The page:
[Originally posted September 2010]

The U.S. and the U.K.  Two stupid countries divided by a common ocean.  No, that’s not it.  Well, it IS it, but it’s also lame joke ripped from Eddie Izzard.  No, of course I meant “divided by a common language.”

In any case, I recently saw a collection of retarded signs held up by even more retarded Tea Party activists.  This moment of brilliance caught my eye:

If West Virginia’s answer to F. Scott Fitzgerald is going to hold up a sign insisting on English being the medium of instruction and communication in the U.S., then I want to see the inclusion of some good ol’ proper English words into the American vernacular.

That’s right: it’s time we spoke some goddamn English.

As long as I’ve lived in the U.S. I’ve been ridiculed for using certain words built into my vocabulary from my colonial upbringing.  I don’t even think about it, these words are there, they just come out.  But to the American ear, they seem to come out wrapped in a thick coating of pretention and batter-fried unwitting self-righteous mockworthiness (that’s right, I just made that word up – suck it, Sarah Palin).

Fuck it, you wanna make stupid demands about speaking English?  Fine, I’m gonna insist on a few demands of my own.

Terms for immediate inclusion into the American vernacular:

  1. Bollocks: What a great word.  It literally means “testicles”, and you use it to say something’s crap.  ”What a bunch of bollocks the Jets are.”  ”The ending of No Country For Old Men was complete bollocks.”  See, it works.  It feels great to say it.  Use it.  Use it often.
  2. Cheers: It’s a superb phrase.  Use it to say ‘hi’, use it to say ‘goodbye’ (a bit like “aloha” but less likely to get you punched in the face for being an imbecile), use it to say ‘thanks’, use it when it’s the only polite thing you can think of saying if you’re sharing a conversation with a nitwit.
  3. Brilliant: It’s flattering, it’s a nice, refreshing change to calling everything “cool”.  Aren’t you kinda sick of “cool” by now?  I know I am.
  4. Rubbish: See bollocks.  Freshen up your dialogue with a little rubbish, why don’t you.
  5. Pear-shaped: I love this one.  What a great alternative to saying “it’s gone straight to hell” or “it’s completely fucked up”.  It takes a bit of work to make sense of this one – if you imagine a perfect circle as being a good thing, then going “pear-shaped” is when it’s gone crap.  Pear-shaped.  What kind of a loon came up with that one.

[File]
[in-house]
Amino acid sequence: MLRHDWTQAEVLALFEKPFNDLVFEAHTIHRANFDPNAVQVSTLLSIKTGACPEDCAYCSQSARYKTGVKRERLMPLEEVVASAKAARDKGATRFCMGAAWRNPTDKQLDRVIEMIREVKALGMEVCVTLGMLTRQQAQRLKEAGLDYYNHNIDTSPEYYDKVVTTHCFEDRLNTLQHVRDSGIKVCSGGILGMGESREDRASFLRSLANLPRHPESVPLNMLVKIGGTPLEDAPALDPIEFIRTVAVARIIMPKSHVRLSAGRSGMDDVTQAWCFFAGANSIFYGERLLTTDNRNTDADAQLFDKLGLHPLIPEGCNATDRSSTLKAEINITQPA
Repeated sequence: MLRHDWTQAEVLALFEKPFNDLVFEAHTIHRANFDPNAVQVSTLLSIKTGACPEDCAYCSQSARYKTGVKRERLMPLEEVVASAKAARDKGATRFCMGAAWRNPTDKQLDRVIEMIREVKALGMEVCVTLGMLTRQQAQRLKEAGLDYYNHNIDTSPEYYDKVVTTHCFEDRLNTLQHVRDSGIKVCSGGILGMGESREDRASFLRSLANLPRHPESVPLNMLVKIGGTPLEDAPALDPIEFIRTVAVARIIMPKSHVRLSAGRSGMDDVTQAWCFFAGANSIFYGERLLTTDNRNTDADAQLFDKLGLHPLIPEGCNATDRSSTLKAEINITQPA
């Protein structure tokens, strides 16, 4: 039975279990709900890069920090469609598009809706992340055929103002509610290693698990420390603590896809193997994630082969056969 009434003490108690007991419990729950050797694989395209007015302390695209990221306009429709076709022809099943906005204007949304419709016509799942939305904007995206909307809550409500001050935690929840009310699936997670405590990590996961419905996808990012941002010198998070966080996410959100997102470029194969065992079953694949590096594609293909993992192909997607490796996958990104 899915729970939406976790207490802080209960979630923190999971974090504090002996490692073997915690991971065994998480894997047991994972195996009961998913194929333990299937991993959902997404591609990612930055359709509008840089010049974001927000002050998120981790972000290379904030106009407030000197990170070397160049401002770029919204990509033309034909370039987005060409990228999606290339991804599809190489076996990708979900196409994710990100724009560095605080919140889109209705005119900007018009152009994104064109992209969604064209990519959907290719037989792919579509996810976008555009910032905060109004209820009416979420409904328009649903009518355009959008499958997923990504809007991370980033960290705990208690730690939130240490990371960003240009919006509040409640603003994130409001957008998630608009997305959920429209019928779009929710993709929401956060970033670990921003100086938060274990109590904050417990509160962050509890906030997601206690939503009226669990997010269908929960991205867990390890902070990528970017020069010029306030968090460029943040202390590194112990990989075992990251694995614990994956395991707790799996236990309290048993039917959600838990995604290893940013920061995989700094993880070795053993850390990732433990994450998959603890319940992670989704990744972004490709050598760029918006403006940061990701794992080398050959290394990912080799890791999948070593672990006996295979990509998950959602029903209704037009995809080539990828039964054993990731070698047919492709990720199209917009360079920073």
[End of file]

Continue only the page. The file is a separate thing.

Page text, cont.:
6. Fortnight: A personal favorite.  This one has real utility.  It means two fucking weeks.  That’s it, it doesn’t mean anything else.  Two weeks.  It’s way fucking better than shitheads who use bi-weekly or bi-monthly.  I can never tell if bi-weekly or bi-monthly means two weeks.  What’s the “bi” in reference to?  The frequency or the time period?  ”Fortnight”?  Never a doubt.  Everybody start using fortnight today.
  7. Wanker: Somehow it just feels more polite than calling someone a “jerkoff”, even if the sentiment remains unchanged.  Plus, I’ll bet you can say it front of kids.
  8. Shite: Same reason as wanker.  ”The Mets are shite.”  See, you get the idea, but I’ll bet you’re nowhere as ticked off as if I hadn’t added the “e” at the end.

And while I’m at it, here are some terms that should NEVER make it into the American vernacular.  If you do use any of these, you’re pretty much an asshole who’s trying too hard and you probably deserve to be throat-kicked:

  1. Crikey: Thanks for doing us all a HUGE favor, stingray.
  2. Pukka: Seriously, it’s a stupid word.  It sounds stupid, it’s spelled stupid, and even when you say it sounds anything but complimentary.  Stop using this stupid word, poms.
  3. Arse: Sorry, but this is way too much work.  The terms “ass” and “asshole” are already in a good place – they flow off your tongue, they’re almost melodic.  The gutteral “arse” sounds like a drunk German ordering caviar.  There’s no need for it: just stick with “ass”.

Honorable mention:

Twunt: This is a gem, first heard it from a buddy of mine, Ian.  No idea if he invented it (doubtful), but it was so good, so obvious that I’m personally a bit disappointed I didn’t think of it.  A beautiful blend of two words that register about a 4 on the vulgar scale in the U.K., but about a 900 in the U.S.

And that’s pretty much all I’ve got right now.  I guess in the end, I don’t give a shit if people get up in arms about whether or not you need to speak English in the U.S.  I just want to use some of these good ol’ (proper) English words without a lot of grief for it.  ’Cause that’s bollocks.